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Make reading something to look forward to; some positive, quality time that your children get to enjoy with you.

Always give lots of praise for their hard work and perseverance. You could consider a reward chart for pages or whole books read. Story Time Magazine has some great reading reward ideas.

Make sure reading is seen as a positive experience and books are treats – when they’ve done something well, reward them with a new book and include a visit to the library in your go-to list of fun trips out.

Get Santa, the Tooth Fairy and the Easter Bunny in on the act too – they can all bring books as treats!

6. Ways to make reading fun!

make reading fun!
Photo by Ben White on Unsplash

Take a little and often approach. Reading is hard work and a child’s attention span is fairly short so take your cue from them when they’ve had enough. Being forced to concentrate on something for too long will take the enjoyment right out of it.

Make reading more of an interactive experience, for instance:

  • Take it in turns to read a sentence or a page.
  • Can they catch you out when you replace a random word?
  • It’s the listener’s job to add sound effects for the reader e.g. footsteps, closing doors.
  • Do some improvisation – act out what else you think the characters might say.

Use the silly voices! Make them laugh. If they hear different tones and voices when being read to, they’ll start using intonations when reading in their head too which makes reading all the more enjoyable.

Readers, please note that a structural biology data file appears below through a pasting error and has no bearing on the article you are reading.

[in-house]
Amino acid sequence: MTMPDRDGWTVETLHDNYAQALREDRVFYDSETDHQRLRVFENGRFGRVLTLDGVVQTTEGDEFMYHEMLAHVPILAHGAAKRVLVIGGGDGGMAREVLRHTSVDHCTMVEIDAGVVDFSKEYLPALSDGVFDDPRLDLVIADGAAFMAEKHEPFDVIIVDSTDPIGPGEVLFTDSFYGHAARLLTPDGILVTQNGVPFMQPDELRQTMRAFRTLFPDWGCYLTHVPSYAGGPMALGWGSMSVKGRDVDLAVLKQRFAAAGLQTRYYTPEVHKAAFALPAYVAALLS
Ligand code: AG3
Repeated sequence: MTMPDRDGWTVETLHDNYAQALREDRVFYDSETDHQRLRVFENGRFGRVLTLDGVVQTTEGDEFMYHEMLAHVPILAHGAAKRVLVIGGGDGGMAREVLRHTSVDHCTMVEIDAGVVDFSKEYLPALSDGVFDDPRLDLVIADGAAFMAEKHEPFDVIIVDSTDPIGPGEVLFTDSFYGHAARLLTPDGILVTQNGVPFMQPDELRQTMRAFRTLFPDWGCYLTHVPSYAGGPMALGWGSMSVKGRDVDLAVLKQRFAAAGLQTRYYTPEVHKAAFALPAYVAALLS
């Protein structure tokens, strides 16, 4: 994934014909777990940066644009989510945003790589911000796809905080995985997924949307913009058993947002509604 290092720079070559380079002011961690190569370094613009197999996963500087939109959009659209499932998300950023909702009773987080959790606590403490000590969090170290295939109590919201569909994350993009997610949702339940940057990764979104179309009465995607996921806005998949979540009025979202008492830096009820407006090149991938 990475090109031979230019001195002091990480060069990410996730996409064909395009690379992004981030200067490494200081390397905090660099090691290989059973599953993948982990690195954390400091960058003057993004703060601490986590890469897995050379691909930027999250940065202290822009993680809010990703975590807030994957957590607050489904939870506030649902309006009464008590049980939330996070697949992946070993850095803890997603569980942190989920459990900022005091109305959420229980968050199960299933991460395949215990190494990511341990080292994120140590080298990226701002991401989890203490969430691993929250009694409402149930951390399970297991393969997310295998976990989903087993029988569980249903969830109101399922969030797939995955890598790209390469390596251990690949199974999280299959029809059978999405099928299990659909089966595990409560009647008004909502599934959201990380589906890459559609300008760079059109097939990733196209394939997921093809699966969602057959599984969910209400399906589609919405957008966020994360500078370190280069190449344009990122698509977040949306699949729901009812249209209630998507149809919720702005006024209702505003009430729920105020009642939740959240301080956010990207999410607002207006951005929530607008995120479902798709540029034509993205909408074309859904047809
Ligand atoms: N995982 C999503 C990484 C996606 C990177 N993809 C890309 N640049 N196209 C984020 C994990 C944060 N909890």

Does the book have a film equivalent? Here’s a list of children’s books with film adaptions. You could read the book then watch the film and compare the two.

Set a challenge to read X many books! As an added incentive, why not do it as a fundraising exercise.

Use fun reading games to improve their confidence in reading. Busy Things includes a vast range of very funny phonics games that you can try for free!

7. How to enjoy reading? Mix it up!

You can motivate and encourage children to love reading by offering lots of choice and different ways of connecting with reading material.

Listening to audio books will encourage their imagination – you could give them the book to follow along with.

Let them explore different genres and authors and different types of reading material; fiction, poetry, factual books, biographies, magazines and recipe books. Perhaps you’ll find some inspiration here: Time’s 100 best children’s books.

Try a personalised book – there is a huge variety of books where you can add your child’s name in to the story. Siblings, family and friends can be included too!

Busy Things includes a range traditional tales that are acted out by Dog and Cat so little ones can watch and read along with the stories. We have lots of activities that support the stories too.

8. Make reading a big part of everyday life

Make reading part of everyday life
Photo by Suad Kamardeen on Unsplash